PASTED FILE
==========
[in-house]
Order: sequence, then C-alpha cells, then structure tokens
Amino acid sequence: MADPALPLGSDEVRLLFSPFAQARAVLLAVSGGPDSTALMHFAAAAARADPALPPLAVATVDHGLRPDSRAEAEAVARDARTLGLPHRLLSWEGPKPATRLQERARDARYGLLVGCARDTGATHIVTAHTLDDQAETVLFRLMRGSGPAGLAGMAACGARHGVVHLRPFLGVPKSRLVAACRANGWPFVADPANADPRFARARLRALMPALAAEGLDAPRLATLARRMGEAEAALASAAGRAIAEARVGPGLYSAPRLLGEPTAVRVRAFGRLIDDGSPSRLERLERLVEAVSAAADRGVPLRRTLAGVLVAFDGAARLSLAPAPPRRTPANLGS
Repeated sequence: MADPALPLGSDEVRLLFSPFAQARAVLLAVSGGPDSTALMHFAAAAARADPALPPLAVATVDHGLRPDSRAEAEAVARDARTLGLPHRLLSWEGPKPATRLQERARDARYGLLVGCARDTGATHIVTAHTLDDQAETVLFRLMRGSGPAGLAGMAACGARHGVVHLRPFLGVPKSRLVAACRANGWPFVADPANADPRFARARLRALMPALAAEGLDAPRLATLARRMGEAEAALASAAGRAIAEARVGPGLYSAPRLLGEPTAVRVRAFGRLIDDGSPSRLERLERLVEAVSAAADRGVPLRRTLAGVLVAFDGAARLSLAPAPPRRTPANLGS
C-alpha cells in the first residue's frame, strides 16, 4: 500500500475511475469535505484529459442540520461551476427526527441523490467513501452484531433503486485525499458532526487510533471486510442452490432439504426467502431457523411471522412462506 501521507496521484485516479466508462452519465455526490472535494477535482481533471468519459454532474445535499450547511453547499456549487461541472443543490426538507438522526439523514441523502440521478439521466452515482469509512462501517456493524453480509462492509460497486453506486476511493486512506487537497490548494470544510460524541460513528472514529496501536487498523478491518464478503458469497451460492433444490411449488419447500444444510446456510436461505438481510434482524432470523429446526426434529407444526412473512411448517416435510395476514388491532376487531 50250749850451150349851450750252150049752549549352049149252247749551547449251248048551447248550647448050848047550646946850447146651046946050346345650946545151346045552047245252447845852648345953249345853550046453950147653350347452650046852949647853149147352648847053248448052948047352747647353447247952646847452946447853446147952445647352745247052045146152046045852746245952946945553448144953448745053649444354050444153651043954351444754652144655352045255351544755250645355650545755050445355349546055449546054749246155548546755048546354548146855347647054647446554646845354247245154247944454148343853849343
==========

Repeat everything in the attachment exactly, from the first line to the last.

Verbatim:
[in-house]
Order: sequence, then C-alpha cells, then structure tokens
Amino acid sequence: MADPALPLGSDEVRLLFSPFAQARAVLLAVSGGPDSTALMHFAAAAARADPALPPLAVATVDHGLRPDSRAEAEAVARDARTLGLPHRLLSWEGPKPATRLQERARDARYGLLVGCARDTGATHIVTAHTLDDQAETVLFRLMRGSGPAGLAGMAACGARHGVVHLRPFLGVPKSRLVAACRANGWPFVADPANADPRFARARLRALMPALAAEGLDAPRLATLARRMGEAEAALASAAGRAIAEARVGPGLYSAPRLLGEPTAVRVRAFGRLIDDGSPSRLERLERLVEAVSAAADRGVPLRRTLAGVLVAFDGAARLSLAPAPPRRTPANLGS
Repeated sequence: MADPALPLGSDEVRLLFSPFAQARAVLLAVSGGPDSTALMHFAAAAARADPALPPLAVATVDHGLRPDSRAEAEAVARDARTLGLPHRLLSWEGPKPATRLQERARDARYGLLVGCARDTGATHIVTAHTLDDQAETVLFRLMRGSGPAGLAGMAACGARHGVVHLRPFLGVPKSRLVAACRANGWPFVADPANADPRFARARLRALMPALAAEGLDAPRLATLARRMGEAEAALASAAGRAIAEARVGPGLYSAPRLLGEPTAVRVRAFGRLIDDGSPSRLERLERLVEAVSAAADRGVPLRRTLAGVLVAFDGAARLSLAPAPPRRTPANLGS
C-alpha cells in the first residue's frame, strides 16, 4: 500500500475511475469535505484529459442540520461551476427526527441523490467513501452484531433503486485525499458532526487510533471486510442452490432439504426467502431457523411471522412462506 501521507496521484485516479466508462452519465455526490472535494477535482481533471468519459454532474445535499450547511453547499456549487461541472443543490426538507438522526439523514441523502440521478439521466452515482469509512462501517456493524453480509462492509460497486453506486476511493486512506487537497490548494470544510460524541460513528472514529496501536487498523478491518464478503458469497451460492433444490411449488419447500444444510446456510436461505438481510434482524432470523429446526426434529407444526412473512411448517416435510395476514388491532376487531 50250749850451150349851450750252150049752549549352049149252247749551547449251248048551447248550647448050848047550646946850447146651046946050346345650946545151346045552047245252447845852648345953249345853550046453950147653350347452650046852949647853149147352648847053248448052948047352747647353447247952646847452946447853446147952445647352745247052045146152046045852746245952946945553448144953448745053649444354050444153651043954351444754652144655352045255351544755250645355650545755050445355349546055449546054749246155548546755048546354548146855347647054647446554646845354247245154247944454148343853849343